General Motors Corp's China business hit a new record last month with vehicle sales up 50% from a year earlier, the company said on May 5.
General Motors and its Chinese joint ventures sold 151,084 vehicles in April, driven by demand for Buicks and small-engined, $3,000 "bread vans" produced in cooperation with local auto maker Wuling.
"Our new product offensive, which is still in its early stages, has helped get customers into our showrooms and increase demand across the board," said Kevin Wale, GM China's president and managing director.
GM has said it aims to double its sales in the country to more than two million vehicles over the next five years and launch more than 30 new or upgraded models during the period.
Shanghai GM saw demand for its Buick lineup rise 63.6% to 38,071 cars sold and SAIC-GM-Wuling's Wuling Sunshine minivan remained China's best-selling vehicle, with 50,491 sold last month.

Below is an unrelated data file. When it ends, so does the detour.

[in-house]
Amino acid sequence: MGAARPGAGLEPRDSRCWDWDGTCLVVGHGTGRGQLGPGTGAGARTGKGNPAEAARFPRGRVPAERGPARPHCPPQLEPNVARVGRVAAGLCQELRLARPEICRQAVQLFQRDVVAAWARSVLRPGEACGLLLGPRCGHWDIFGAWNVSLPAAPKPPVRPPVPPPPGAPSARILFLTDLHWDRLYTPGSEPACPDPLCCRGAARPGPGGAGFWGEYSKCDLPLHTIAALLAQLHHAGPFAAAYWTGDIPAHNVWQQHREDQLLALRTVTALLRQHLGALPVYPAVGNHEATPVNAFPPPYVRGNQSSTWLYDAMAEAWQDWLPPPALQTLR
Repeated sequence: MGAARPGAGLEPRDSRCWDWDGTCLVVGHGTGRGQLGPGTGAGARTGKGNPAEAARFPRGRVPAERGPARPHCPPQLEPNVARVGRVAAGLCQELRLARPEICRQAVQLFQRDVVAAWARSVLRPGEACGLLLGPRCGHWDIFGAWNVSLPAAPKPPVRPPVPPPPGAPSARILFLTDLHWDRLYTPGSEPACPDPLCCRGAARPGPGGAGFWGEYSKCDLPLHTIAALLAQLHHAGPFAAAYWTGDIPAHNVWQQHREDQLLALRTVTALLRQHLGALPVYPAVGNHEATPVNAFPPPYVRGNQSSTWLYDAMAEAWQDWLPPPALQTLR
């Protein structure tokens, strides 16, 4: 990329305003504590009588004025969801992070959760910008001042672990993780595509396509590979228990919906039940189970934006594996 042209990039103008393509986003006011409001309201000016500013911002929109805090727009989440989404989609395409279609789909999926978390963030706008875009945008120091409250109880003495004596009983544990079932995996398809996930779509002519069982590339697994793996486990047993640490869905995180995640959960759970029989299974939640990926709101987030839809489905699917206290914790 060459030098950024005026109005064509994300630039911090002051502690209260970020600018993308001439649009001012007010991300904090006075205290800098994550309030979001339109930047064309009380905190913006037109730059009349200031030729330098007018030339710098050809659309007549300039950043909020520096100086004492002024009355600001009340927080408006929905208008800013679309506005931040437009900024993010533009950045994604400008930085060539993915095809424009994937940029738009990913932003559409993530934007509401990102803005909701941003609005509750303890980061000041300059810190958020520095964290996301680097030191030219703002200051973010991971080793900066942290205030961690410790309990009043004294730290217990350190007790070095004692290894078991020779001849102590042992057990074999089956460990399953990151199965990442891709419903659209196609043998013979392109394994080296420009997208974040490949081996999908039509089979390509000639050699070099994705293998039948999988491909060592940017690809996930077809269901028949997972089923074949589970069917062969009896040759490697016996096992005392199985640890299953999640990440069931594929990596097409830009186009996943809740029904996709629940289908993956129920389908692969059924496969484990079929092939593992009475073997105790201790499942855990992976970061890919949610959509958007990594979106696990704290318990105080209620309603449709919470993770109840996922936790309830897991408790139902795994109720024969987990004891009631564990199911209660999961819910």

In 2008, GM sold more than 1.09 million vehicles in China, 6.1% higher than 2007.
While General Motors is expected to soon follow its American rival Chrysler into bankruptcy protection in the U.S., the company's China subsidiary remains self-sufficient and is unlikely to be affected.
China's car sales hit a monthly record of 1.08 million units in March, outstripping the United States as the world's largest market for a third month running on the back of government incentives to boost domestic consumption. These measures included slashing purchase taxes on small vehicles and subsidising buying alternative energy vehicles.
Copyright Agence France-Presse, 2009